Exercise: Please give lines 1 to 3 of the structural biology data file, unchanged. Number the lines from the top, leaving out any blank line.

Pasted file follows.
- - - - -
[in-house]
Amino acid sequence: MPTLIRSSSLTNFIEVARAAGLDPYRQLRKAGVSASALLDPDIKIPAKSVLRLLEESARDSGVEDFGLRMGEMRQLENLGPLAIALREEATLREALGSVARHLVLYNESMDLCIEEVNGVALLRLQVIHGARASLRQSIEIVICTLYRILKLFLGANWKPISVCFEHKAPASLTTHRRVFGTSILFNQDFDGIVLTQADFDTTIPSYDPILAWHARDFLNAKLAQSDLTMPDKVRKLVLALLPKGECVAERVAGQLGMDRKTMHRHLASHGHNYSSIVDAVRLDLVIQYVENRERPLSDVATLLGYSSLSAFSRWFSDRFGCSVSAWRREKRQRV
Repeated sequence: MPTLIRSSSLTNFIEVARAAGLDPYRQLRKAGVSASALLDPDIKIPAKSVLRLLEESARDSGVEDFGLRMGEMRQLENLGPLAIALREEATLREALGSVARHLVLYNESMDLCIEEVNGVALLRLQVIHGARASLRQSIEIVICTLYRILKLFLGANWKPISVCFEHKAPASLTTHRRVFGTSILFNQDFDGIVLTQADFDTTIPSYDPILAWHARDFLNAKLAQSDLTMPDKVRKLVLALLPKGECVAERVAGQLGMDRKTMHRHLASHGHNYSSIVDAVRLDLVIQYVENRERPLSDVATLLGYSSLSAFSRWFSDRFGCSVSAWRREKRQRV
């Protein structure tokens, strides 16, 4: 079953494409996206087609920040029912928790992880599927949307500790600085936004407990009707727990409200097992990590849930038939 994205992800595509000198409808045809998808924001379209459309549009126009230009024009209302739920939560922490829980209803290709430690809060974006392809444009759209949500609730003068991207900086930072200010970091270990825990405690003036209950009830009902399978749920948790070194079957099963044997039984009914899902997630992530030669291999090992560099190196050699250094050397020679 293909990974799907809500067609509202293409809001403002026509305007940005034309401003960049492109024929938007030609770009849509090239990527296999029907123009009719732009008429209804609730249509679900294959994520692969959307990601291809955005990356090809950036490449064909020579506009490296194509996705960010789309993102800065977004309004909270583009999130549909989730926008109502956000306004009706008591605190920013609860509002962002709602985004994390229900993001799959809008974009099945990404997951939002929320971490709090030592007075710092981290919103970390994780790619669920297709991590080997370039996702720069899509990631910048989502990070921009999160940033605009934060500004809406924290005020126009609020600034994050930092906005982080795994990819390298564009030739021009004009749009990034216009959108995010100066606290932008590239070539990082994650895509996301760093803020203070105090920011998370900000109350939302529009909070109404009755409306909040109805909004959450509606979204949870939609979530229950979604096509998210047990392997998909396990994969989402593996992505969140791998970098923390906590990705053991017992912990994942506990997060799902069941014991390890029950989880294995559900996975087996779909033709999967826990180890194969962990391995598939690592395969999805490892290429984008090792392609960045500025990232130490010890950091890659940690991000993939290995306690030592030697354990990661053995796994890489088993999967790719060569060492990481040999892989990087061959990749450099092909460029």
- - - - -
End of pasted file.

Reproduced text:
[in-house]
Amino acid sequence: MPTLIRSSSLTNFIEVARAAGLDPYRQLRKAGVSASALLDPDIKIPAKSVLRLLEESARDSGVEDFGLRMGEMRQLENLGPLAIALREEATLREALGSVARHLVLYNESMDLCIEEVNGVALLRLQVIHGARASLRQSIEIVICTLYRILKLFLGANWKPISVCFEHKAPASLTTHRRVFGTSILFNQDFDGIVLTQADFDTTIPSYDPILAWHARDFLNAKLAQSDLTMPDKVRKLVLALLPKGECVAERVAGQLGMDRKTMHRHLASHGHNYSSIVDAVRLDLVIQYVENRERPLSDVATLLGYSSLSAFSRWFSDRFGCSVSAWRREKRQRV
Repeated sequence: MPTLIRSSSLTNFIEVARAAGLDPYRQLRKAGVSASALLDPDIKIPAKSVLRLLEESARDSGVEDFGLRMGEMRQLENLGPLAIALREEATLREALGSVARHLVLYNESMDLCIEEVNGVALLRLQVIHGARASLRQSIEIVICTLYRILKLFLGANWKPISVCFEHKAPASLTTHRRVFGTSILFNQDFDGIVLTQADFDTTIPSYDPILAWHARDFLNAKLAQSDLTMPDKVRKLVLALLPKGECVAERVAGQLGMDRKTMHRHLASHGHNYSSIVDAVRLDLVIQYVENRERPLSDVATLLGYSSLSAFSRWFSDRFGCSVSAWRREKRQRV